That is a problem that companies—especially these very powerful and large tech companies that already are more influential, more important, and wealthier than the energy companies of old had ever been—these companies are basically a couple of generations ahead of what governments are capable of doing, of what governments are capable of understanding, even. I think that is especially a problem in the United States right now given that our current government is so singularly uninterested in regulatory approaches and in mapping out future trajectories. It's happening in somewhat better ways in some European countries, but the discrepancy remains there. There is simply a lot of sophistication and energy in companies that governments have a hard time catching up.

Whether that's a good thing or a bad thing is also an interesting question here, because if you do have a government like China or Russia that does take an active interest in this, then you can, of course, also see the massive dangers that come out of that. Once governments are really understanding and investing their people power in the development of technologies for their purposes of ruling their people, the possibilities are endless for governments, and from a citizens' standpoint, from a human rights standpoint, that is scary.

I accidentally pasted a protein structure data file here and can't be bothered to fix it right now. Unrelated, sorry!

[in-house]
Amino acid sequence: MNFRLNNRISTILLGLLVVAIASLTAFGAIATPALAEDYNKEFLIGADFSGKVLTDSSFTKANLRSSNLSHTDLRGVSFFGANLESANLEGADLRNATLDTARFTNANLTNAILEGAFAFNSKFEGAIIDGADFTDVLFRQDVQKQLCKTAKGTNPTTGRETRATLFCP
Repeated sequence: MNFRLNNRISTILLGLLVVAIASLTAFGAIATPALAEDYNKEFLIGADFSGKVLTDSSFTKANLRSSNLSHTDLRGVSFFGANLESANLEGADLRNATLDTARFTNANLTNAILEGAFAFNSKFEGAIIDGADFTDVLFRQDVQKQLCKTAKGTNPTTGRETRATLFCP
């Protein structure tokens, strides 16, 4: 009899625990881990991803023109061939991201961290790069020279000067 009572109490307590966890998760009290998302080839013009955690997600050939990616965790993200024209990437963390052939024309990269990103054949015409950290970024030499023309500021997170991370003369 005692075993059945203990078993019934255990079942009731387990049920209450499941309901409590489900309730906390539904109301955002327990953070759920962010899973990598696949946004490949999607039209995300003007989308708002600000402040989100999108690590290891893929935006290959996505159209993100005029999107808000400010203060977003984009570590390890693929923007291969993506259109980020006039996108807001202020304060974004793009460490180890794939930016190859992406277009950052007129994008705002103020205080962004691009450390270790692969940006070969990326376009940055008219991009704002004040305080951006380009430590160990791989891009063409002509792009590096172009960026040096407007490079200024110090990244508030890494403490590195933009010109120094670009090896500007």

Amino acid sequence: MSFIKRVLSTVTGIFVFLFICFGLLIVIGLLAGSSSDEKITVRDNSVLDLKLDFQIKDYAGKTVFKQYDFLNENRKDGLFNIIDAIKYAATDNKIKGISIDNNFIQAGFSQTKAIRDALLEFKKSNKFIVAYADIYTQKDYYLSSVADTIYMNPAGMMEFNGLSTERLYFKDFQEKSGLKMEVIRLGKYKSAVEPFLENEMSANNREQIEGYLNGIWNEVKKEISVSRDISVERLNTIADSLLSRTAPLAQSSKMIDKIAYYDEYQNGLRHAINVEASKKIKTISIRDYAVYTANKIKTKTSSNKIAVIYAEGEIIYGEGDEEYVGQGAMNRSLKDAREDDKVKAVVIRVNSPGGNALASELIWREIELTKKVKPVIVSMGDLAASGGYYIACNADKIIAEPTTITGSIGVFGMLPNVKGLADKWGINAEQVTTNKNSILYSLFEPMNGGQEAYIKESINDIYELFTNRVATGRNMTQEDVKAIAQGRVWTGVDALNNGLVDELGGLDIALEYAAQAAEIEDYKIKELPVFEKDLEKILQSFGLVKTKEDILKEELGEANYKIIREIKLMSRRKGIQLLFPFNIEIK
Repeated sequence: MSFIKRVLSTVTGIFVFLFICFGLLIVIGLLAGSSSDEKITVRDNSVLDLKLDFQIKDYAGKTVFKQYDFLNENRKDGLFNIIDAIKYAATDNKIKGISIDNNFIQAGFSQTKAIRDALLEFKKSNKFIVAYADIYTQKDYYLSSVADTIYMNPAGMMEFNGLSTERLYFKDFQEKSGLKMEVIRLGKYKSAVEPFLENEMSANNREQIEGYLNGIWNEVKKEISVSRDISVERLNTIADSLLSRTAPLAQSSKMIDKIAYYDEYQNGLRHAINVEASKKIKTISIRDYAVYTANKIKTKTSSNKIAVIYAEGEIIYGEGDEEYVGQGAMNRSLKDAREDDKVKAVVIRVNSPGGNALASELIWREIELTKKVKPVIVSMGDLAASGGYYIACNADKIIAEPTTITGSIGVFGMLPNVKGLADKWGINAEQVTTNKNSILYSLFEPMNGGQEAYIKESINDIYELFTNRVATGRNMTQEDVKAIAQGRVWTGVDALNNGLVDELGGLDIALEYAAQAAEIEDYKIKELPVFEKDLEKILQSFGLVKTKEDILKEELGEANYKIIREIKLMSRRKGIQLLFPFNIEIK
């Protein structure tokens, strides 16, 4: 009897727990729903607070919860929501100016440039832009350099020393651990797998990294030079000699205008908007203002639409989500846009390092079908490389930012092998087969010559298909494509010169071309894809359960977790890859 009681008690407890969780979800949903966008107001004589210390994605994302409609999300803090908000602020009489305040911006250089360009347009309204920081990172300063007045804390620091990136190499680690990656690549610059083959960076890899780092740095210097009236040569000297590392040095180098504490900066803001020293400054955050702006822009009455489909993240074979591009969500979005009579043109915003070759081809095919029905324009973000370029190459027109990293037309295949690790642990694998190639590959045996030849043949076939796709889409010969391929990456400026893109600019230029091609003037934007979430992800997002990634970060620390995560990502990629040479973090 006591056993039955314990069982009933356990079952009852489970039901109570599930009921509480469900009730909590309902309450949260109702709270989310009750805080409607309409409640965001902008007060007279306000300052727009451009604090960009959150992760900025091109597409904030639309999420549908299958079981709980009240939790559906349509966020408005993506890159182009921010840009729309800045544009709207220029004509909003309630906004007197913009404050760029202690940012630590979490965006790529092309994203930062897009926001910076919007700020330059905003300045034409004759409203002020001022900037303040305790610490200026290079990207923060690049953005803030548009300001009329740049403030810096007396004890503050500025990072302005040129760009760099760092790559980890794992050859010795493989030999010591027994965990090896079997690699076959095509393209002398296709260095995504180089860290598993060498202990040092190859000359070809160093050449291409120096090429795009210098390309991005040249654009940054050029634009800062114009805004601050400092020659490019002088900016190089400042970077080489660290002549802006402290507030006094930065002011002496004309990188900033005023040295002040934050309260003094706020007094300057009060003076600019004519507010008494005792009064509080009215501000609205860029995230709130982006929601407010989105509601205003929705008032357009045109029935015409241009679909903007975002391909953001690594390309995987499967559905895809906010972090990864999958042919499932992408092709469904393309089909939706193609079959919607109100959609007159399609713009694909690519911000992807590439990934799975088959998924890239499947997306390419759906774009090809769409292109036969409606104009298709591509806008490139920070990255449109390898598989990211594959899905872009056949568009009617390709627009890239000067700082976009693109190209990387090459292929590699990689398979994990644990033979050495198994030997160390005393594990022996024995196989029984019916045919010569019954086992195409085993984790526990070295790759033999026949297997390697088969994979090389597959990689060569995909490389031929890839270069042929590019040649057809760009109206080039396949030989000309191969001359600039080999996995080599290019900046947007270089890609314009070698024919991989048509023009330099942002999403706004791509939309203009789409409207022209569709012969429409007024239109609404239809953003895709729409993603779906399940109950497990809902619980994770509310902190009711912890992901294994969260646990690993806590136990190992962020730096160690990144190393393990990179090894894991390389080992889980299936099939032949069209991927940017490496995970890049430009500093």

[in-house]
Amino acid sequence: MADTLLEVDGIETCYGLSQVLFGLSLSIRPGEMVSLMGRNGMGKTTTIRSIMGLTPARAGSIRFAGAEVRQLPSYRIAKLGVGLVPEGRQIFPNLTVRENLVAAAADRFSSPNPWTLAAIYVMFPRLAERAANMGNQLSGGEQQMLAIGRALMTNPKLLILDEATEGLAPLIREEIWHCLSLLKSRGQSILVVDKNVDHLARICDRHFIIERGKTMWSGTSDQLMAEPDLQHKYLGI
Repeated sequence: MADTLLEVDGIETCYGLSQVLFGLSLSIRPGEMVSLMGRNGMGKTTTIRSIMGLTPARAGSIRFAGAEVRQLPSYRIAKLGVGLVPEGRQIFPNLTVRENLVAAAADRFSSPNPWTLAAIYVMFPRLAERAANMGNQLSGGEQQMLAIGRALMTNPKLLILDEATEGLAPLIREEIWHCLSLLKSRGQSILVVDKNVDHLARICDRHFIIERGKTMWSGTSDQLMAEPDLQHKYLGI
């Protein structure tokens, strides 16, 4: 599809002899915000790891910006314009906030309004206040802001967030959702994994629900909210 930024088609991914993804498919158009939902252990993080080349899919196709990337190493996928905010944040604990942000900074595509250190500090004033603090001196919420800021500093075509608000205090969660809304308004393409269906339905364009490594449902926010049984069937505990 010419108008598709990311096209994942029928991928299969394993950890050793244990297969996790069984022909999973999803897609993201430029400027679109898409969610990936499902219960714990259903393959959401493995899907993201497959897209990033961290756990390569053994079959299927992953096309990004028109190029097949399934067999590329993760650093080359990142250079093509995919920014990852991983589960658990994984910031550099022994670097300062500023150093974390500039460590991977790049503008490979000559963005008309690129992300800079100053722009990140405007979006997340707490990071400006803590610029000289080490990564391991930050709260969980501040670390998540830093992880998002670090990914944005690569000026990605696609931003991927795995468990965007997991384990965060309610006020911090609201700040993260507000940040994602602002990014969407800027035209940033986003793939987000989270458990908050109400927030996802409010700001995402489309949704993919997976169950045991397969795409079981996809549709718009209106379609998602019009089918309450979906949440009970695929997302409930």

It's interesting times in this way that the relationship, this triangulation between governments, companies, and technology is very complex and very different across different countries.

ALEX WOODSON: I'm interested in some more specific examples that you're looking at, more things that are happening right now that you're monitoring. What's something that if someone is interested in the connection between AI and human rights—we talked about China's Social Credit System—what are some other issues that someone should look into?

MATHIAS RISSE: My own research interest at this moment, let me talk about that first for a moment, then I'll draw attention to what a couple of other people around me here do.

I'm very much interested in data ownership right now. Going back to the beginning of our conversation, there are these three ideas of artificial intelligence, machine learning, and big data, and many of the challenges in the human rights community that are upon us already—so not the issues about will there ever be sophisticated explicit or even full ethical agents that are not made from carbon, but these are long-term issues that need to be on our radar now, but are not vexing us at this moment.

But what is vexing us now is what is being done with data, and the key question there is, who actually owns this data? When you do anything online, when you work with the GPS in your car, when you touch your phone, all of that generates data. Who owns this data?